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Review: Life lessons winningly taught on 'Avenue Q'

December 06, 2012|By Philip Brandes
  • Twentysomethings (puppets operated by Chris Kauffmann and Danielle Judovits) discover that "Everyone's a Little Bit Racist" in DOMA Theatre Company's "Avenue Q."
Twentysomethings (puppets operated by Chris Kauffmann and Danielle Judovits)… (Michael Lamont )

The disarmingly cross-eyed puppets of  “Avenue Q” may have taken up a more modest residence than in touring productions past, but they’re still thoroughly engaging in DOMA Theatre Company’s accomplished local revival, which remains faithful to the spirit of the 2004 Tony-winning musical in every way that counts.

A few compromises in budget and stage space notwithstanding, Richard Israel’s savvy direction honors without embellishment the big furry heart of creators Robert Lopez, Jeff Marx and Jeff Whitty’s satirical adult spin on our collective “Sesame Street”-infused sensibilities. Here, cute puppets provide seemingly inoffensive cover for teaching edgy and downright raunchy life lessons about racism, sex, poverty and other social afflictions way outside the politically correct borders of the Sesame Workshop.

Israel’s foremost fidelity to the original Broadway production is in using the original “Avenue Q” puppet designs by “Sesame Street” alum Rick Lyon, manned and voiced by fully visible live actors who radiate youthful vitality and passion.

If anything, the 99-seat MET Theatre affords a greater opportunity to appreciate the nuanced emotions these fuzzy creations can convey, particularly in the skilled puppeteering hands of Chris Kauffmann (doubling in the lead roles of naive college grad Princeton and closeted investment banker Rod), with Mark Whitten and Libby Letlow animating various supporting characters.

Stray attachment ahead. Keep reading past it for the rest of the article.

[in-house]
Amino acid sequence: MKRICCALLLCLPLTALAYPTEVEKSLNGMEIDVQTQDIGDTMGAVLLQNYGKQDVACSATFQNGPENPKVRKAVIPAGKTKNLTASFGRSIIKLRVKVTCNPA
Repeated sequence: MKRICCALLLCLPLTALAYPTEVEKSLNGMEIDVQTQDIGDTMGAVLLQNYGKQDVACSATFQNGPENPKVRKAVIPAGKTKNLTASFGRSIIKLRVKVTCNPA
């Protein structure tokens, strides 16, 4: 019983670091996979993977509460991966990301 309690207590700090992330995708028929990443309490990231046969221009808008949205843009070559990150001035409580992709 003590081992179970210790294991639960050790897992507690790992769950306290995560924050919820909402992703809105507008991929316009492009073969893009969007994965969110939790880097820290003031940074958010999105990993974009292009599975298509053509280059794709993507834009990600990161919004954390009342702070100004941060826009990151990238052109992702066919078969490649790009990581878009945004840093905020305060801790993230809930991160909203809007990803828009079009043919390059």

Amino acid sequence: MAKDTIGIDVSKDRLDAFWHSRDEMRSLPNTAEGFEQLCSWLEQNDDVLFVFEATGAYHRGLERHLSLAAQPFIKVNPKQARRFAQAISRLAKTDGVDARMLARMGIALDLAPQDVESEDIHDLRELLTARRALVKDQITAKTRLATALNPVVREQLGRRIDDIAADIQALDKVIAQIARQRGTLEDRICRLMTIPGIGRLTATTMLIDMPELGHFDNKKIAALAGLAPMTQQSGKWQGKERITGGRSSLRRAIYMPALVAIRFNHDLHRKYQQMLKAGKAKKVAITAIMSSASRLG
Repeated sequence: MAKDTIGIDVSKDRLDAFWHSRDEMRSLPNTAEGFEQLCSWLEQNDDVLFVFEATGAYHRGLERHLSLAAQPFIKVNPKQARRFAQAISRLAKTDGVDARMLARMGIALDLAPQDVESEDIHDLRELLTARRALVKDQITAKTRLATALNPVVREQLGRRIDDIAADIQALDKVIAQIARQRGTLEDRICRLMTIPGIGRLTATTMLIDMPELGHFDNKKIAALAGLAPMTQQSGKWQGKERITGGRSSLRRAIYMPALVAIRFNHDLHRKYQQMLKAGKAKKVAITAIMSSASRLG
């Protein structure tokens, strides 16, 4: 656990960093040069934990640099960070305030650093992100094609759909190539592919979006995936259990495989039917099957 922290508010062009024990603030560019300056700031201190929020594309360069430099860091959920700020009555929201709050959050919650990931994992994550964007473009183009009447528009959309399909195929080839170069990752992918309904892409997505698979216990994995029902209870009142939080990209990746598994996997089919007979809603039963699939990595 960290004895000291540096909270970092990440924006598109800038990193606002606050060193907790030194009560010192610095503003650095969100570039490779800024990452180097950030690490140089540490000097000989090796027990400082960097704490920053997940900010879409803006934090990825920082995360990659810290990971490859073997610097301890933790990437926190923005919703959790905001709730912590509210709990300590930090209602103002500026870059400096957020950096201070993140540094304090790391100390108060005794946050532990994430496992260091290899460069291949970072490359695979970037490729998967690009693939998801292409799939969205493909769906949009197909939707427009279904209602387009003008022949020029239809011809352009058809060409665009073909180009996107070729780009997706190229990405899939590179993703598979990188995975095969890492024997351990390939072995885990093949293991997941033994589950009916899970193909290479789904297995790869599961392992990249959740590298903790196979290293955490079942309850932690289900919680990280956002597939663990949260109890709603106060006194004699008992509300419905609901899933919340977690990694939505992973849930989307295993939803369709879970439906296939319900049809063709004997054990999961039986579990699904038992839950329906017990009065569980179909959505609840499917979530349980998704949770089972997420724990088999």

Danielle Judovits charms as Princeton’s love interest, Kate; Janelle Dote, Benai Boyd and Chris Kerrigan equip their human characters with strong singing voices. Musical director Chris Raymond steers his six-piece band through the pop score with impeccable dynamics and finesse. 

“Avenue Q’s” success led to composer-lyricist Lopez joining “The Book of Mormon” creative team, and there’s a direct boundary-pushing lineage between the shows, as well as a shared underlying sweetness and celebration of the musical genre. Tickets for this one are a lot easier to come by, though.

“Avenue Q,” the MET Theatre, 1089 Oxford Ave., Los Angeles. 8 p.m. Fridays and Saturdays, 3 p.m. Sundays, and 7:30 p.m. Dec. 9 and 16. Ends Feb. 3. $30. (323) 802-4990 or Running time: 2 hours, 10 minutes.


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